Jalen Hurts’ Disastrous Playoff Debut Just Re-Opened the Eagles’ Quarterback Controversy

When the Philadelphia Eagles finally traded Carson Wentz this past offseason, paving the way for Jalen Hurts to become the new starting quarterback, a collective sigh of relief was let out by most Eagles fans. The ongoing quarterback controversy taking place in Philly was an exhausting one — everyone was ready to move forward with one clear and defined starter.

Fast forward to January 16, 2022, and the Eagles find themselves right back at square one.

Jalen Hurts had an ugly playoff debut

Eagles QB Jalen Hurts.
Jalen Hurts | Michael Reaves/Getty Images

Their strength of schedule wasn’t the hardest, and most of their wins were largely unimpressive. However, the Eagles were a playoff team this year nevertheless. Taking advantage of the new seven-team format, the Eagles at least gave themselves a chance to make some noise against Tom Brady and the Tampa Bay Buccaneers.

At the center of the Eagles’ playoff chances was, of course, Hurts. Despite being named a Pro Bowl alternate, there was still a hefty amount of back-and-forth regarding his arm strength during the regular season. Would he have the arm talent to go toe-to-toe with Brady on a big stage?

The very blunt answer to that question turned out to be no. Hurts had a downright miserable playoff debut down in Tampa Bay. He threw two interceptions, recorded a 53.5 completion rate, and finished with a 60.0 passer rating. His final passing yard total of 258 yards is misleading as well — he didn’t even have 100 passing yards by halftime. Most of Hurts’ production game during garbage time.

Granted, the Eagles defense offered little resistance to Brady and the Bucs offense, and WR Jalen Reagor made some killer mistakes on special teams. However, it’s ultimately the quarterback’s job to score points, and Hurts didn’t score any until the fourth quarter.

The Eagles’ QB controversy has opened once again

One bad game doesn’t negate everything Hurts accomplished this past season. He did have a solid year considering it was his first full season as an NFL starter.

However, what the one bad game does do is reopen the controversy surrounding the Eagles’ QB position. The Eagles desperately wanted Hurts to prove to everyone — on a national stage — that he has what it takes to be “The Guy” in Philadelphia. Instead, he showed signs of serious limitations. His lack of arm talent ultimately came back to bite the Eagles.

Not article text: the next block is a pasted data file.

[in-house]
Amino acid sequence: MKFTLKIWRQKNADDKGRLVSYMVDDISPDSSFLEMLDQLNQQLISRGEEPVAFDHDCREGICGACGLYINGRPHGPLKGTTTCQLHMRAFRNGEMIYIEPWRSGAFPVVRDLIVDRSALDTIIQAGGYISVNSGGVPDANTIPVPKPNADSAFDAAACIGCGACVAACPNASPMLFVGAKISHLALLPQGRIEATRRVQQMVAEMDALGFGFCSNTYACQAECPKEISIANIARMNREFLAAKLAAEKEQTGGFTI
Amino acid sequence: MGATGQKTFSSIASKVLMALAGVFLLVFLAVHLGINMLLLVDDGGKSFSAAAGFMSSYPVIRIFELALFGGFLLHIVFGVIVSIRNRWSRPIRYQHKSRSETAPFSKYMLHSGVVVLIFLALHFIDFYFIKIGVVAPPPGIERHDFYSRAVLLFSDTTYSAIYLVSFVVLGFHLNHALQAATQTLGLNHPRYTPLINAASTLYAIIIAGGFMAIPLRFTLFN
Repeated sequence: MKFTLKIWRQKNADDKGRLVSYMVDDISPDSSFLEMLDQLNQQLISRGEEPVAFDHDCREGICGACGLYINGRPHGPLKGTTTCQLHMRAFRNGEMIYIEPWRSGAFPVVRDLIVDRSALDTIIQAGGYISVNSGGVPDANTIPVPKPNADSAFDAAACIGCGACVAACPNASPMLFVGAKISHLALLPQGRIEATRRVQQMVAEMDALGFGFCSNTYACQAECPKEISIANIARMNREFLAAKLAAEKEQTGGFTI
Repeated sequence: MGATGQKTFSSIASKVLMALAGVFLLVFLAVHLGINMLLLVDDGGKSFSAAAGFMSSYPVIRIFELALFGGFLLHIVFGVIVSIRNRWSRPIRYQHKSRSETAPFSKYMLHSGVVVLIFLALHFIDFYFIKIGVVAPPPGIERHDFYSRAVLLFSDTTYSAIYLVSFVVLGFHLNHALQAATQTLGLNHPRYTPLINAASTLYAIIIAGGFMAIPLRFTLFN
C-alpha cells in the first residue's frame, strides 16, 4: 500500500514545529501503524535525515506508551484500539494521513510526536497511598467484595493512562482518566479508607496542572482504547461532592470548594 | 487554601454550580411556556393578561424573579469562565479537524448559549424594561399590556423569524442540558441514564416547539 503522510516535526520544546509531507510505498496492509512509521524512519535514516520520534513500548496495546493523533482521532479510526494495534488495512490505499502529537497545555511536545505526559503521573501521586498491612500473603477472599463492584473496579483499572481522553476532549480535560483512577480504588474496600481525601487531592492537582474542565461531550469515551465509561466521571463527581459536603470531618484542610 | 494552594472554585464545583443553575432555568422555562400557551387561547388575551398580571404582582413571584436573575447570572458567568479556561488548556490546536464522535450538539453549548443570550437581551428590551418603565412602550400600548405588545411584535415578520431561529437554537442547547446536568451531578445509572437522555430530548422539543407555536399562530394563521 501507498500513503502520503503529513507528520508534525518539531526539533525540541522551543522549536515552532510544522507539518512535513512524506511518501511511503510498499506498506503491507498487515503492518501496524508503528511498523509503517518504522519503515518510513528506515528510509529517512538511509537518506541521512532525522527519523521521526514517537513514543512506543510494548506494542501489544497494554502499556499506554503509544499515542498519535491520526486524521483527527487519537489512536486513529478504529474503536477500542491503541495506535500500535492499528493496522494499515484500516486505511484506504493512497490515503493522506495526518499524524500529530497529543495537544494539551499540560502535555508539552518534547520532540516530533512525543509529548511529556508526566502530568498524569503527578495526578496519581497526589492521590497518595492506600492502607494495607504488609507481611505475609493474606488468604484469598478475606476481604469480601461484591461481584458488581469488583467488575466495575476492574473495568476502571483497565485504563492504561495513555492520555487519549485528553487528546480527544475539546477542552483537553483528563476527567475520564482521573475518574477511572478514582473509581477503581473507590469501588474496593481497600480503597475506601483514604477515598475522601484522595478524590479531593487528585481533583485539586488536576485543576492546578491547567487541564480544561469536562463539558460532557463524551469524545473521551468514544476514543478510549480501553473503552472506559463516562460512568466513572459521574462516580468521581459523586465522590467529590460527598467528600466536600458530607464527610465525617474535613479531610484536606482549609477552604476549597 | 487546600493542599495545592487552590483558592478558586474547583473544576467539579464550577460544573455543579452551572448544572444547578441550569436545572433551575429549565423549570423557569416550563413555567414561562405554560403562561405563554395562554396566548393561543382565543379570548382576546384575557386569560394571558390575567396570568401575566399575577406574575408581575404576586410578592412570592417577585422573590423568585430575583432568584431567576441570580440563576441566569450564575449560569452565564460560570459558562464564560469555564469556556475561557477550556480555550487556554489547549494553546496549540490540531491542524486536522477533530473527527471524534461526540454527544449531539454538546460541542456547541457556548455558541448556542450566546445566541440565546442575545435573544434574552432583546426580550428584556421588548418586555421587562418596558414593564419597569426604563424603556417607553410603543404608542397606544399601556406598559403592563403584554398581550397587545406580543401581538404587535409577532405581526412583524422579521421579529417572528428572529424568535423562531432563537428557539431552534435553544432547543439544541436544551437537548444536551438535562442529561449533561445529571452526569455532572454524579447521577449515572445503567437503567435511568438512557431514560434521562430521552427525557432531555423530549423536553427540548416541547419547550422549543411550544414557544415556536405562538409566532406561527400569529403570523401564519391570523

Whether fans like it or not, a team with three first-round picks and no clear franchise QB on the roster will always be connected to external moves at the position.

Should the Eagles replace Jalen Hurts?

When it comes to Jalen Hurts’ future in Philadelphia, one can make an argument for both avenues being the correct one. On the one hand, Hurts showed good signs of development and is on a cheap contract for another two seasons. On the other hand, he wasn’t good enough when the lights shined brightest, and the Eagles aren’t going to magically stumble into another three first-round picks again.

The Eagles currently have the draft capital to orchestrate a blockbuster quarterback trade. The Eagles also have realistic options worth targeting, with Russell Wilson and Derek Carr likely hitting the trade block this offseason.

Whether you’re a Hurts fan or not, it’s impossible to ignore the fact that Carr and Wilson would’ve given the Eagles a better chance to win against Tampa Bay.

Ultimately speaking, this franchise-altering decision rests on the shoulders of owner Jeffrey Lurie and general manager Howie Roseman. If they feel like they can pull off a move for a proper franchise QB, they could easily justify doing so. If they want to give Hurts one more year, they could easily justify doing that too. However, the one certain thing is that the controversy is back on.

People will be talking about the Eagles’ QB situation all the way up until Week 1 of the 2022 season.

All stats courtesy of ESPN.

RELATED: Kenny Pickett Becoming the Steelers New QB1 Is ‘One to Watch’ According to NFL Insider Ian Rapoport